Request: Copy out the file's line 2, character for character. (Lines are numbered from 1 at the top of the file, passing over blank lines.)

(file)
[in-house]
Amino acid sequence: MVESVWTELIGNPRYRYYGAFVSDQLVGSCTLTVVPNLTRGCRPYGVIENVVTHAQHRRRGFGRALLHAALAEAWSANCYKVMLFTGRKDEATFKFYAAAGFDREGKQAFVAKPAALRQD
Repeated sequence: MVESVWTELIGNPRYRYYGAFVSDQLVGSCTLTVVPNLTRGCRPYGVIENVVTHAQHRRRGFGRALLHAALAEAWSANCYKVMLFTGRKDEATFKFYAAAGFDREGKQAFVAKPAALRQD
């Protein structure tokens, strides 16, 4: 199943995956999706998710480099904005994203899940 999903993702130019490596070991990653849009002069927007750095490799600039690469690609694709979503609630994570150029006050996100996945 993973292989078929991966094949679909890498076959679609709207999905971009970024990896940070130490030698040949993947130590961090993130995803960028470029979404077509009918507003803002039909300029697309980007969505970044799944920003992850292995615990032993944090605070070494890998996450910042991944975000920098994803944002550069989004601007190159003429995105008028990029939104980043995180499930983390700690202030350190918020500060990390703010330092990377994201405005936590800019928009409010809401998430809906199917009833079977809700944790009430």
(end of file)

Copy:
Amino acid sequence: MVESVWTELIGNPRYRYYGAFVSDQLVGSCTLTVVPNLTRGCRPYGVIENVVTHAQHRRRGFGRALLHAALAEAWSANCYKVMLFTGRKDEATFKFYAAAGFDREGKQAFVAKPAALRQD